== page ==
“Suppose I practiced twice as long each day as the other students?” The master replied that it would take him 10 years to finish the training that way. “What if I practiced all day, every day, including weekends, and only slept for a couple of hours. How long would it take then?” The master replied that it would take him 20 years. Frustrated now, the disciple asked once more, “Why is it that each time I tell you I will double my efforts and dedicate more time to finishing the training you say it will take twice as long?”

The master chuckled. “The reason is obvious. If you do what you say, you will always have one eye fixed on your goal. But you need both eyes on the tasks at hand to reach your goal. Working with one eye alone, it will take you twice the time.”

Blogging and SEO with both eyes open

Let’s say you want to be the Darren Rowse or Rand Fishkin of the blogging/SEO world. Instinctively you would try to publish one or more high-quality posts each day, and do a massive amount of networking, guest posting, conference speaking, interviews, link baiting, and so on. The end result: you would burn out in less than a month (week?). However, if you take your time and write carefully researched posts and publish them when you feel they are truly ready, network and build your readership gradually, form lasting relationships with other bloggers, and try to learn as much as you can, you have a better chance of succeeding. And, most importantly, you will have both eyes open when you spend time with your family and friends. 🙂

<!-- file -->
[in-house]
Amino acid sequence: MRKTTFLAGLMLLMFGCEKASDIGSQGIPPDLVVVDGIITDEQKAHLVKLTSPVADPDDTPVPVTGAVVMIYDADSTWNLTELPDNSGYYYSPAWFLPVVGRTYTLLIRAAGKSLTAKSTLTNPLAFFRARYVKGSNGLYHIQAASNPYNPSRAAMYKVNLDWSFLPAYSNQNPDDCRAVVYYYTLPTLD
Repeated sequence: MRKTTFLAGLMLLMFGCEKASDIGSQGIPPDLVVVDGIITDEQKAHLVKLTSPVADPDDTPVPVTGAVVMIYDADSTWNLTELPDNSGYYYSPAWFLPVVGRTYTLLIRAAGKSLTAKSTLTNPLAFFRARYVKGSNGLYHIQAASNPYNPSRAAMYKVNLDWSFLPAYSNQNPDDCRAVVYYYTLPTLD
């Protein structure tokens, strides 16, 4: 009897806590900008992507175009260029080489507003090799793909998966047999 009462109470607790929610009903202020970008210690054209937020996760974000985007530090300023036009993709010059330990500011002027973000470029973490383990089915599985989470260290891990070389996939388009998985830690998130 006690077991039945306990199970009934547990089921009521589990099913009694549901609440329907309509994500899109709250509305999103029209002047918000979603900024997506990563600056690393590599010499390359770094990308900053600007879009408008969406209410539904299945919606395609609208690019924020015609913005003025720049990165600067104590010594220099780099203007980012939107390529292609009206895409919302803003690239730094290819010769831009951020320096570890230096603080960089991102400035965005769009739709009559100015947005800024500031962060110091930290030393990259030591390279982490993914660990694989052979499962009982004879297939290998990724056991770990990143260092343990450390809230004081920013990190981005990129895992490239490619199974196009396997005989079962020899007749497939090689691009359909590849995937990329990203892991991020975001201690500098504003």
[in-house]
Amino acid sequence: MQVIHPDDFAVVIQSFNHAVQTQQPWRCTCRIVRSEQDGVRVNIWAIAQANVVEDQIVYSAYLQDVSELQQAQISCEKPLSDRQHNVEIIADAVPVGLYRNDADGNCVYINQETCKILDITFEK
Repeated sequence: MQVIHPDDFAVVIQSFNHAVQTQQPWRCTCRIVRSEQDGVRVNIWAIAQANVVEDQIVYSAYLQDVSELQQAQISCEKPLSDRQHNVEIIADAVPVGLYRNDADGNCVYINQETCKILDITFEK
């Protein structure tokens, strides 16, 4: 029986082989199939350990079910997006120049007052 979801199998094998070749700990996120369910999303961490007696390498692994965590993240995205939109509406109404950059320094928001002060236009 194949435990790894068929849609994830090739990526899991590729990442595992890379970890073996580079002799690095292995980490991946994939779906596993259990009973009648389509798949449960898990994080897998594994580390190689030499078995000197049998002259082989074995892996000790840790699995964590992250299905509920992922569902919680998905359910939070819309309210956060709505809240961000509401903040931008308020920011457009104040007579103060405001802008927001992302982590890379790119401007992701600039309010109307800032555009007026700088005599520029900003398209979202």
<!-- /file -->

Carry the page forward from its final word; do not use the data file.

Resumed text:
Up Against the Walls — Using your head to succeed in marketing

I’m not sure where I saw this video, but it left a permanent impression in my memory. Two burglars are holding up a corner store at gunpoint. The clerk instinctively pushes a button and protective doors and screens fall swiftly to protect him and the cash machine. The alarm sound is unbearable. The burglars are caught completely off guard. One bangs against the door several times with no success; apparently, he assumed the door was locked from the outside. The other pauses to think and, coming to his senses, halts his partner’s futile thrashing and opens the door simply by pulling the handle. It was really funny. 🙂